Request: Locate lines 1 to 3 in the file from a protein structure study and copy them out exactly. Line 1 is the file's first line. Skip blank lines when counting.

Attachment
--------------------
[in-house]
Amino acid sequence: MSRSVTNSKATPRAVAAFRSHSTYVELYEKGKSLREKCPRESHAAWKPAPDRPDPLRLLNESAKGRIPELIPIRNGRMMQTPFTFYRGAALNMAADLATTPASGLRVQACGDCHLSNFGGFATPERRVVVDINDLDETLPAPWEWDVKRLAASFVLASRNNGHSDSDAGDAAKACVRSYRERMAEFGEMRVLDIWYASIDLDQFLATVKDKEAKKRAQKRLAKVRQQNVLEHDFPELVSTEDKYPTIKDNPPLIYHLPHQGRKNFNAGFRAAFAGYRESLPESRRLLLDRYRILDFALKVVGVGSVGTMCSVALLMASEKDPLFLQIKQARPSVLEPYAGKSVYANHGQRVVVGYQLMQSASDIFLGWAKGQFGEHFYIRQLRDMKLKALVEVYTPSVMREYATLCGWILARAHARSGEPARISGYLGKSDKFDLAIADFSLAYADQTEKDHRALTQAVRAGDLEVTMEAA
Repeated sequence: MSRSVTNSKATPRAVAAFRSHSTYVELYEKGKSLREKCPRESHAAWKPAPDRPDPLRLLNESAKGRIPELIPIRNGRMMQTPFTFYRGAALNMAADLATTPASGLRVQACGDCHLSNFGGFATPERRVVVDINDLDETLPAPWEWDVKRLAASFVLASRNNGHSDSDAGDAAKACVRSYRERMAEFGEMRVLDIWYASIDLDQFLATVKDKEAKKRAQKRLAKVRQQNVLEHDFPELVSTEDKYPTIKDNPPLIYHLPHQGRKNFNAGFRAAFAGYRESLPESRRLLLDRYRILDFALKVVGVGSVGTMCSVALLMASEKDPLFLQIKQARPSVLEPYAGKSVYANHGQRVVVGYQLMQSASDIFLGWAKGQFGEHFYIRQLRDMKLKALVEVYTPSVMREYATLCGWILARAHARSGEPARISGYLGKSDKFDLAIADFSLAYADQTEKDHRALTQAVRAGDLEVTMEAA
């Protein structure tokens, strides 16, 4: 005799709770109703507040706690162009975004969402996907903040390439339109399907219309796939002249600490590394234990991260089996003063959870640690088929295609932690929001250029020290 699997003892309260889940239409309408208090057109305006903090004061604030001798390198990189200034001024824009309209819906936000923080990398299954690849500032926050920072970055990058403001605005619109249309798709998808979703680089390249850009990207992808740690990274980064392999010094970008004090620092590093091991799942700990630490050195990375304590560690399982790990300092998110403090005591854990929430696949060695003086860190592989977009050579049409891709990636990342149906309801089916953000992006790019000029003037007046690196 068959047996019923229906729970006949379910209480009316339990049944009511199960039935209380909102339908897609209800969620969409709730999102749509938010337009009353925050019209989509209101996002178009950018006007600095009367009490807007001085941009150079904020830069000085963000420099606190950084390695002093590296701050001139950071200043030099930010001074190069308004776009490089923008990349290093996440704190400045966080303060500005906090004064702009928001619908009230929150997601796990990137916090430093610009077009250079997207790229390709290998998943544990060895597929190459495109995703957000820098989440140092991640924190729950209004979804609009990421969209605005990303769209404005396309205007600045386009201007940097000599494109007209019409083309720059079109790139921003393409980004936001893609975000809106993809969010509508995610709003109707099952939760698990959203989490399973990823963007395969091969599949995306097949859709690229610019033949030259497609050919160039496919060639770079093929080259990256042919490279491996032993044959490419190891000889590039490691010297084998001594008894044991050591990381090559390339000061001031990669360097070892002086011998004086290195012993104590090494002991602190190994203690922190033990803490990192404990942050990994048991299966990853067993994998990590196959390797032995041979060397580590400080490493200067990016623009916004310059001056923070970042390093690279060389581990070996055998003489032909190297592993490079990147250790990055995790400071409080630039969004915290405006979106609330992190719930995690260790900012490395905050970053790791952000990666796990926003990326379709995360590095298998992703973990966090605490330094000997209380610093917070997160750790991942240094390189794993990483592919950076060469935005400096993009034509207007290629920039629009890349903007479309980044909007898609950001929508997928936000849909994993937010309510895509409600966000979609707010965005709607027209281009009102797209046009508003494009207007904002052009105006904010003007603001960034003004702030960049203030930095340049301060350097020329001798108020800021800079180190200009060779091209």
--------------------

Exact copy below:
[in-house]
Amino acid sequence: MSRSVTNSKATPRAVAAFRSHSTYVELYEKGKSLREKCPRESHAAWKPAPDRPDPLRLLNESAKGRIPELIPIRNGRMMQTPFTFYRGAALNMAADLATTPASGLRVQACGDCHLSNFGGFATPERRVVVDINDLDETLPAPWEWDVKRLAASFVLASRNNGHSDSDAGDAAKACVRSYRERMAEFGEMRVLDIWYASIDLDQFLATVKDKEAKKRAQKRLAKVRQQNVLEHDFPELVSTEDKYPTIKDNPPLIYHLPHQGRKNFNAGFRAAFAGYRESLPESRRLLLDRYRILDFALKVVGVGSVGTMCSVALLMASEKDPLFLQIKQARPSVLEPYAGKSVYANHGQRVVVGYQLMQSASDIFLGWAKGQFGEHFYIRQLRDMKLKALVEVYTPSVMREYATLCGWILARAHARSGEPARISGYLGKSDKFDLAIADFSLAYADQTEKDHRALTQAVRAGDLEVTMEAA
Repeated sequence: MSRSVTNSKATPRAVAAFRSHSTYVELYEKGKSLREKCPRESHAAWKPAPDRPDPLRLLNESAKGRIPELIPIRNGRMMQTPFTFYRGAALNMAADLATTPASGLRVQACGDCHLSNFGGFATPERRVVVDINDLDETLPAPWEWDVKRLAASFVLASRNNGHSDSDAGDAAKACVRSYRERMAEFGEMRVLDIWYASIDLDQFLATVKDKEAKKRAQKRLAKVRQQNVLEHDFPELVSTEDKYPTIKDNPPLIYHLPHQGRKNFNAGFRAAFAGYRESLPESRRLLLDRYRILDFALKVVGVGSVGTMCSVALLMASEKDPLFLQIKQARPSVLEPYAGKSVYANHGQRVVVGYQLMQSASDIFLGWAKGQFGEHFYIRQLRDMKLKALVEVYTPSVMREYATLCGWILARAHARSGEPARISGYLGKSDKFDLAIADFSLAYADQTEKDHRALTQAVRAGDLEVTMEAA